|How a lady detective should dress|
There has been a certain amount of discussion lately of fictional female detectives, so I decided to make a list of some of my favourites. In fact there were so many of them that I had to divide them by age.
Two weeks ago I blogged on younger sleuths, and said this:
It’s a pretty arbitrary division – in the end I decided that the women should be self-selecting. So if they consider themselves to be an older lady, they are on one list. Those who see themselves as young and wonderful make a different list.
And here's the list of those of a certain age:
1) Miss Jane Marple. Can’t help it: Agatha Christie should never be taken for granted. She was a wonderful writer of crime fiction, endlessly inventive and trying to keep up with the times. Miss Marple has some great books – The Body in the Library, The Moving Finger, Murder at the Vicarage, Sleeping Murder. See also this blog entry on Christie.
Nice girls wear tweeds.Miss Marple says so.
2) Mrs Beatrice Adela Lestrange Bradley. Gladys Mitchell’s books are very odd and sometimes annoying, completely different from those of her contemporaries, but Mrs B’s credentials as a detective, and fascinating character, are never in doubt. She is quite splendid – ugly, badly-dressed, and completely mad. There’ve been a few entries on the blog – my favourite is this one, Watson’s Choice, set at a Sherlock-Holmes-themed fancy dress party.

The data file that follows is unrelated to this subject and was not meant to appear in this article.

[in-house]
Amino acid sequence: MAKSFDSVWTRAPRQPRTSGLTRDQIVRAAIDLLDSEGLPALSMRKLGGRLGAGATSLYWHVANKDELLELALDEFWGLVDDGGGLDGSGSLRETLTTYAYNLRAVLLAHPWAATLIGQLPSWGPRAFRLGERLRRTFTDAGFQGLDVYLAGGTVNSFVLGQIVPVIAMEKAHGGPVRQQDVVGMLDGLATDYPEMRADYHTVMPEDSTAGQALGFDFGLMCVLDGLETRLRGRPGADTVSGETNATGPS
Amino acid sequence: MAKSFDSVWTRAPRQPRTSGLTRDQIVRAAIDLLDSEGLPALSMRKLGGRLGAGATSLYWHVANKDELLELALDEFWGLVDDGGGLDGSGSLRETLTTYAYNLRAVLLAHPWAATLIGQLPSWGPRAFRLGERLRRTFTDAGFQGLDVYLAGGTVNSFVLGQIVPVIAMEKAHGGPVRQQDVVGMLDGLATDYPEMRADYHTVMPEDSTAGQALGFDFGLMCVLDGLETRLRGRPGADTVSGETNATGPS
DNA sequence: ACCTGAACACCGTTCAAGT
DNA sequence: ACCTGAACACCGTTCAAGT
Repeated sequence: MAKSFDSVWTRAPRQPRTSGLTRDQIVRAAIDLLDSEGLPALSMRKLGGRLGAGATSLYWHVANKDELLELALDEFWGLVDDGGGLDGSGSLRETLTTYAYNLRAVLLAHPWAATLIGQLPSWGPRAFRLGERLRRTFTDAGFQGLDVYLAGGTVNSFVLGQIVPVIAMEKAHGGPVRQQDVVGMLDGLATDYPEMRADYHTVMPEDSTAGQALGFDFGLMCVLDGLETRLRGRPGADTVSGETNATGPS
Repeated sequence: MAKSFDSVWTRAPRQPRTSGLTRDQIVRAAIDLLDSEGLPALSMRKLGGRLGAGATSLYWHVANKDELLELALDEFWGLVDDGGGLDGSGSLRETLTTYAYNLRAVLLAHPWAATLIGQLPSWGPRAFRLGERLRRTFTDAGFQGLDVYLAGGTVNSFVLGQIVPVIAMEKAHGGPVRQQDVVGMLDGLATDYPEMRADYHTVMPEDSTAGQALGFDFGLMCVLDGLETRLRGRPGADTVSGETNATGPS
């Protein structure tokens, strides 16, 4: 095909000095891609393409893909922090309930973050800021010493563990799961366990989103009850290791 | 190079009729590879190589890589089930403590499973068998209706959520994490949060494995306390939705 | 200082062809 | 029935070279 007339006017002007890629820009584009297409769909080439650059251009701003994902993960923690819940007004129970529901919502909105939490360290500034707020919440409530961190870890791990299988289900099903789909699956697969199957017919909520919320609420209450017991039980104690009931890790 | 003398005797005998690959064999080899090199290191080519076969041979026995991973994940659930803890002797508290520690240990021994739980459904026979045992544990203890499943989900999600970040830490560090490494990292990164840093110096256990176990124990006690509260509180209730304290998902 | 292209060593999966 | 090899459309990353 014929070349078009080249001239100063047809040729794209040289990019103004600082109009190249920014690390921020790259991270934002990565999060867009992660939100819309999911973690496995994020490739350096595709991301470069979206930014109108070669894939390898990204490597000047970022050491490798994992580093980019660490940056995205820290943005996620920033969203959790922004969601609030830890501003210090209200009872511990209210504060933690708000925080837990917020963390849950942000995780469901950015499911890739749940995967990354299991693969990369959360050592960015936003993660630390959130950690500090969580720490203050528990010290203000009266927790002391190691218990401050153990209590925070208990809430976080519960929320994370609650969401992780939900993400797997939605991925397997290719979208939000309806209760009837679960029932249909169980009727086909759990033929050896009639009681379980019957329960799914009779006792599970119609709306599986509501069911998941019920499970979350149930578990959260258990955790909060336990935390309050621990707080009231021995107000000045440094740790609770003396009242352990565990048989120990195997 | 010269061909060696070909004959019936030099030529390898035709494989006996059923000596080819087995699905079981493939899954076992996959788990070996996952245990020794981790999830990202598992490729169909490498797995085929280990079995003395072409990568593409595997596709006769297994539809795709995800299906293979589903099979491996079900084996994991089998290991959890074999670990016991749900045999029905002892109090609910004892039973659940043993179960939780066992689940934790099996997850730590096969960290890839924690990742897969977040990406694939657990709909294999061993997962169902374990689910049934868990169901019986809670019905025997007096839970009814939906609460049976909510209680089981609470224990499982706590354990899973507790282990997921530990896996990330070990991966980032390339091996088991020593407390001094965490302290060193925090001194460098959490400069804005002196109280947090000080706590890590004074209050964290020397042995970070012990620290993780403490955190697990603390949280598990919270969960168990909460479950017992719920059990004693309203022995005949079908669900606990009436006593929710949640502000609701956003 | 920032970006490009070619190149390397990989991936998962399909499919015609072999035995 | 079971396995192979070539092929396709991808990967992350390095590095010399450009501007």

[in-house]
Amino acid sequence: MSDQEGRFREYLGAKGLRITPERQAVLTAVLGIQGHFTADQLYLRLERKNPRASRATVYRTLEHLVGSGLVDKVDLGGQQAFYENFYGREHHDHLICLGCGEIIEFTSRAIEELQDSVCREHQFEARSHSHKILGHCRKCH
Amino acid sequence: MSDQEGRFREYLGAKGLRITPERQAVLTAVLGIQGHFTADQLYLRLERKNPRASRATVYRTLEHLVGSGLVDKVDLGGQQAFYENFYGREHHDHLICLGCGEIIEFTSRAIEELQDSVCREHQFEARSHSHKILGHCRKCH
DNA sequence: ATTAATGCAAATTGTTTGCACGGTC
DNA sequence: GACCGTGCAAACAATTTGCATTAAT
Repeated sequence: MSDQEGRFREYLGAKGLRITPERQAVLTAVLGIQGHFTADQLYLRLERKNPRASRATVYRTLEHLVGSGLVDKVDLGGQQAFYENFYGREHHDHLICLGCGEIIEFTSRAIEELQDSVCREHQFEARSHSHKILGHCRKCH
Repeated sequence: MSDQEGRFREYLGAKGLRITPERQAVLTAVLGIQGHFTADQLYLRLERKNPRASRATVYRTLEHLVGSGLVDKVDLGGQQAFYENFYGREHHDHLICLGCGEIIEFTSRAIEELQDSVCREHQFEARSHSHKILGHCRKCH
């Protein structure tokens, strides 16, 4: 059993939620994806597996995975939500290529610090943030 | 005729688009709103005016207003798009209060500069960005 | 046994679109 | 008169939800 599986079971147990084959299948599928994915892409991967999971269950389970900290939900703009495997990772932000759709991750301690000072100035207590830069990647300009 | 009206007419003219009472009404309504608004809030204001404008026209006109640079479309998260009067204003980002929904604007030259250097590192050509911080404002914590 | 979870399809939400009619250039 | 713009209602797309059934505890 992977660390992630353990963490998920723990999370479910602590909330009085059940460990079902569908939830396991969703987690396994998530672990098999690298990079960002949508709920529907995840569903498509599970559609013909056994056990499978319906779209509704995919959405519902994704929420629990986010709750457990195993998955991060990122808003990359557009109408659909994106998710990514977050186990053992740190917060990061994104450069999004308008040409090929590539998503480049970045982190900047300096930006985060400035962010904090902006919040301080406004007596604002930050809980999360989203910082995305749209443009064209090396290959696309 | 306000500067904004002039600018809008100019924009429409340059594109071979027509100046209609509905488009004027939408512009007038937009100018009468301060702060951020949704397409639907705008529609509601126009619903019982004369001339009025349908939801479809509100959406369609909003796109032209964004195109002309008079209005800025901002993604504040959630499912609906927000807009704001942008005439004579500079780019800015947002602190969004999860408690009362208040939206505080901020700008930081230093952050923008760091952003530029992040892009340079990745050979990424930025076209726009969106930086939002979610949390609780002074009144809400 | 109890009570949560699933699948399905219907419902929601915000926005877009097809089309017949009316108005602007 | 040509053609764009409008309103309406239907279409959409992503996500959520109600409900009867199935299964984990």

3) Miss Maud Silver is one I have mixed feelings about, and she’s a sleuth who divides mystery story readers. The books, by Patricia Wentworth, can be same-y, and you sometimes think if you hear one more time about the knitting (never the new-born size, always go bigger) you’ll stab her with the needle – that’ll stop her doing those stupid little coughs all the time. But for a certain kind of village/country house mystery, where the doctor calls and the woman in the shop knows everything – well, they are perfect examples of that. Poison in the Pen is here, part of the Clothes in Books Poison Pen Week. The cover tells you everything you need to know:
4) Vera Stanhope, heroine of a series of books by Ann
Cleeves, which has become a very successful TV series starring Brenda Blethyn. These are really great crime stories, and Vera is a terrific character. Vera would earn her place on this list solely because of the way she is introduced in The Crow Trap – so clever, so funny – but I think she is in it for the long haul.
5) In the young detectives list, I said ‘no sidekicks’ and excluded Lord Peter Wimsey’s soulmate Harriet D Vane. But (my rules) I am going to include here the splendid Miss Katharine Climpson, whose occasional appearances light up the Wimsey books. One of my favourite scenes in all Dorothy L Sayers comes when Miss Climpson stages a fake séance in order to find a missing will in Strong Poison. It is of course for the most virtuous reasons, but requires a gullible fallguy, and that is the nurse employed by the old lady with all the money. I love the way Miss Climpson tracks her through the local village, using her choice of teashops as a guide to character, so she can judge her approach.... and then the wonderful scene of the séance. Followed up by the hilarious moment where the nurse says that if the spirit guide ‘hadn’t insisted on something beginning with B’ she would have thought the will was in the safe. But Miss C wins through – ‘is the combination in a BLACK BOOK?’ Superb.